This scenario has repeated itself many times: I have friends visiting, and the first morning they wake up to fresh coffee, a homemade breakfast and a beautiful view from my balcony, and they say dreamily but decidedly, “I could SO live here and be an expat in Costa Rica!”
I have to agree with them, even though most of us could happily live anywhere in a house we didn’t pay for, sleeping in a bed we didn’t put sheets on, and enjoying co
ffee and breakfast we didn’t prepare. I have personally made that statement almost everywhere I have traveled to on vacation.
But is Costa Rica really livable? Is it an endless vacation? Is being an expat in Costa Rica as good as it seems that first morning?
Well yes, no and almost. If you are really prepared! Costa Rica is a very livable country. With its famous ‘pura vida’ lifestyle and the potential of a lower cost of living, it’s not difficult to understand why Costa Rica is consistently in the top 10 of the Expat Insider Survey’s best places for expats.
Costa Rica is a surprisingly diverse country for its size, with tropical rainforests, mountainous regions and of course, breathtaking coastlines.
With so much geographical diversity, picking the right place to relocate to ultimately comes down to personal preference. But I highly recommend the northern Pacific region—Guanacaste province—and specifically the area around Playa Hermosa for those of you who need the conveniences of North America.
The Guanacaste region is popular with expats because of its pristine, beautiful and safe beach communities. The area is a fisherman’s and surfer’s paradise and offers a variety of outdoor (mainly water-based) activities, as well as abundant flora and fauna. Housing can be found at any price point, and a teeming expat population makes for quick friends, fun activities, and availability of familiar products.
What makes Costa Rica very livable? It is not a large country, so everything is close, although the rough roads make travel time a bit longer than the distance would indicate. U.S. products are becoming increasingly more plentiful, so although you are going to want to integrate more and more Costa Rica products into your life as time goes by, at first you will be able to find familiar brand names and foods. Your long-term goal should be to live like Ticos live and eat what Ticos eat, and the closer you get to that goal, the lower your monthly budget will go. Of course, you will never be 100% Tico—you may still need to air condition your bedroom and not be able to eat rice 3 times a day—but you will find a cornucopia of inexpensive fruits and vegetables, fresh fish and more filling your refrigerator each week. All Costa Rican beef is grass-fed, and the pork is so low in fat you have to add liquid or oil to keep if from sticking to the pan when you cook.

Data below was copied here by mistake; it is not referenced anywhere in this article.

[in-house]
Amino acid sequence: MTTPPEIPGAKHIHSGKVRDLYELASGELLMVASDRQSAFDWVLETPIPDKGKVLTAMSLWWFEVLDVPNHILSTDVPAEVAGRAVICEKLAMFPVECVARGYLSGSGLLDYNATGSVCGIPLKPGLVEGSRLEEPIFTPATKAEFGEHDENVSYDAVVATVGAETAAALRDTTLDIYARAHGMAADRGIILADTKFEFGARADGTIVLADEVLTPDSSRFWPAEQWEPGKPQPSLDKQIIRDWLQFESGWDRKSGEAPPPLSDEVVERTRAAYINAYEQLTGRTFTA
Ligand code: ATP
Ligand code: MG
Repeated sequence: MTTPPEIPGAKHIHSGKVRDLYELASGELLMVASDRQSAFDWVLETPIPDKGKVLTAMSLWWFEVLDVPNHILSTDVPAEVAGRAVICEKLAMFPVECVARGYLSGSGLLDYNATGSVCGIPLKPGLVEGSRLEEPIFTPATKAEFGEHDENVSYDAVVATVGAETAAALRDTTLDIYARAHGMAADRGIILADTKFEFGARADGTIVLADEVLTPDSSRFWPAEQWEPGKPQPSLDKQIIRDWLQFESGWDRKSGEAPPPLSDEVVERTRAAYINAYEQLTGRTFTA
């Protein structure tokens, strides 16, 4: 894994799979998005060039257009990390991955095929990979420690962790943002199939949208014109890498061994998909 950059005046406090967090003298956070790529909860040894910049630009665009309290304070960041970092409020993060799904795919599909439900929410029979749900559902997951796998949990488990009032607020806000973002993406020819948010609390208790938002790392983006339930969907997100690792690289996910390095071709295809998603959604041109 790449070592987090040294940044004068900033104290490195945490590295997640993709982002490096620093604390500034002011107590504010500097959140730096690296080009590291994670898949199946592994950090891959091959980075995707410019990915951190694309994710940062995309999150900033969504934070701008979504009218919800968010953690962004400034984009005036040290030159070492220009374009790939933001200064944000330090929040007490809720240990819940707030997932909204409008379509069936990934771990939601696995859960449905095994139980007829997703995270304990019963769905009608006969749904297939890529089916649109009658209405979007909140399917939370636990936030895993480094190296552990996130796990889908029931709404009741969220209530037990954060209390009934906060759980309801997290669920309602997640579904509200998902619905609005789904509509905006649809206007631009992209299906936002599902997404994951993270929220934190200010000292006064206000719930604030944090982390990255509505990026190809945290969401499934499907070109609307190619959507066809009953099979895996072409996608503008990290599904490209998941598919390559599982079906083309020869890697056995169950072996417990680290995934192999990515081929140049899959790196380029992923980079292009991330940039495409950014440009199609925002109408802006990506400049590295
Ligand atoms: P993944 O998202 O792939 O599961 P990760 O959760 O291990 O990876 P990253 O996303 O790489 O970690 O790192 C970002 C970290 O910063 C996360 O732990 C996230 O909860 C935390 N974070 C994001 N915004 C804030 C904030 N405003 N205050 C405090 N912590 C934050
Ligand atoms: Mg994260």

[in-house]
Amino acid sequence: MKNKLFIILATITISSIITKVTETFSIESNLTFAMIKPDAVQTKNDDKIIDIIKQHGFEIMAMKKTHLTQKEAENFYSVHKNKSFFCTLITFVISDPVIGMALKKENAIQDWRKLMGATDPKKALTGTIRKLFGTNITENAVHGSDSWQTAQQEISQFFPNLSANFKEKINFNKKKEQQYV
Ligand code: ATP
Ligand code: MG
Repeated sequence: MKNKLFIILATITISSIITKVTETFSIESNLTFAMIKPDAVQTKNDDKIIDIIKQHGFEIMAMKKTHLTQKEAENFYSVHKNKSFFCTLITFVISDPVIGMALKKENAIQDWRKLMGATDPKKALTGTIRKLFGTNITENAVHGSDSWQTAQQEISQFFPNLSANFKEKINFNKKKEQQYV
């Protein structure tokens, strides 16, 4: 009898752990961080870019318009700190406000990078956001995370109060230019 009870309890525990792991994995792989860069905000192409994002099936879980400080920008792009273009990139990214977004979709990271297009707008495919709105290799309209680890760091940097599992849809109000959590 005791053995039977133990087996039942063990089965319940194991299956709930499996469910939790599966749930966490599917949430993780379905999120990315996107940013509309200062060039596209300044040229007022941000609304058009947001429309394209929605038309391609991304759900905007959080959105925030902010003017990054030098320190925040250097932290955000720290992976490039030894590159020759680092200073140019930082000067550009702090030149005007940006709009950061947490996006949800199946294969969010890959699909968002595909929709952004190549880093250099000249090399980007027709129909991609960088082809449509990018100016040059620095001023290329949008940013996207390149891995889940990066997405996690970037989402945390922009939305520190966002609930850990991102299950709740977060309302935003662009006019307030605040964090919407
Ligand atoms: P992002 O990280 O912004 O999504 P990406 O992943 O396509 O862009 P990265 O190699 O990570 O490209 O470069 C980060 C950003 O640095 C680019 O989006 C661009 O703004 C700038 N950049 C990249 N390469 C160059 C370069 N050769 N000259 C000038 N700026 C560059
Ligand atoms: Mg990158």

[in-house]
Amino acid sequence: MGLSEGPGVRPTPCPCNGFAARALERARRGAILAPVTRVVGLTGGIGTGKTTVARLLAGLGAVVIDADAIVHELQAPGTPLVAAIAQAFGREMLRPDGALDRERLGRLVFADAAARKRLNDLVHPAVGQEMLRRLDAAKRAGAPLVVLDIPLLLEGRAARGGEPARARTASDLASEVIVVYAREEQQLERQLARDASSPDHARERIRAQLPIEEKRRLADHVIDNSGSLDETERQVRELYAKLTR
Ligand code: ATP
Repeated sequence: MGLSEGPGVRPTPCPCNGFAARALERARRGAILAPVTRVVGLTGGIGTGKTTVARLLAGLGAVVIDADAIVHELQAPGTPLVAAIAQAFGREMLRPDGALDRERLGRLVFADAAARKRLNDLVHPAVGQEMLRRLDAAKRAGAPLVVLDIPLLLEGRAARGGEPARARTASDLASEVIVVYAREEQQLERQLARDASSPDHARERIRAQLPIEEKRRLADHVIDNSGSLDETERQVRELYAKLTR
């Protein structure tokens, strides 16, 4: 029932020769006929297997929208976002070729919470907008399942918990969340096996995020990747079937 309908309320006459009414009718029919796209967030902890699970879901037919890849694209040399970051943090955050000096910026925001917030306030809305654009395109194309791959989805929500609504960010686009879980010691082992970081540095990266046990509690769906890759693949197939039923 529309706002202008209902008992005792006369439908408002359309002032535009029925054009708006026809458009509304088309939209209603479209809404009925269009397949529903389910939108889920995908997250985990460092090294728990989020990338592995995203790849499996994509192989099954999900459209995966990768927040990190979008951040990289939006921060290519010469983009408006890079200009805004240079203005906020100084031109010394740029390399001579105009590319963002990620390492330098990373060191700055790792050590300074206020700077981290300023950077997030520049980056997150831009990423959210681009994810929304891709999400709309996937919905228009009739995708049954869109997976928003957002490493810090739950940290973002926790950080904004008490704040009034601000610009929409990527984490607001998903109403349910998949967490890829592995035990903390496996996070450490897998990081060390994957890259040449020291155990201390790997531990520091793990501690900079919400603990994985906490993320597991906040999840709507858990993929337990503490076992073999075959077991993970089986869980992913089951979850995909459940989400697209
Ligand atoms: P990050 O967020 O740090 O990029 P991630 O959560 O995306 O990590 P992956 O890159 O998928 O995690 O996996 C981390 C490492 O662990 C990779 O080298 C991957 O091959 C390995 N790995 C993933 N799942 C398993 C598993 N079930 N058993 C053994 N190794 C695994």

Ticos themselves are what make Costa Rica livable. They are unbelievably tolerant of me butchering their language. It is important for you to learn Spanish out of respect for the country you live in, and to that end you should study it rather than just think you will “pick it up.” Only children and the occasional linguistic savant can do that. The rest of us have to study, practice, fall flat on our faces, and keep studying. But miraculously, Ticos will patiently bear with you throughout the process. I didn’t get that level of tolerance from the French!
Costa Ricans are extremely kind and helpful. If you are ever in an emergency in Costa Rica, people will help you to a degree you might not believe possible. I have put it to the test and I am pretty sure I could stop at any home in the middle of nowhere and ask for a cup of coffee and get a “Claro que si!” (Of course!)
Where an expat in Costa Rica finds expectations go unfulfilled is when they have, well, expectations. Especially when they expect Costa Rica to be just like the North America but cheaper with better weather. Only the latter is true. The cost of living can be lower here, depending on where and how you lived in the States, and where and how you live here. Do your research and get a good real estate agent. Use him or her as your first and most valuable resource in the area you are thinking of. Visit the area extensively and ask a lot of specific questions of everyone you come across. As you Know that’s what I do. I help people make the right choice. I don’t force or push a sale, That’s why I have been in this business for almost 12 years.
It has been stated accurately that Costa Ricans don’t worship time like Americans do. You will drive yourself crazy if you want to expedite everything like you did back home. Get used to waiting a little longer, and find ways to keep yourself busy. As frustrating as it is, that slower pace is one of the reasons you are coming to Costa Rica. Embrace it and it will reduce your stress. Allow it to complete its work on you.
The take away? Do your research and keep an open mind. There is no perfect world. Paradise does exist, you have to be open to accept it. That said, if you embrace the differences from what you are used to, Costa Rica can come very close to being your personal perfect paradise.
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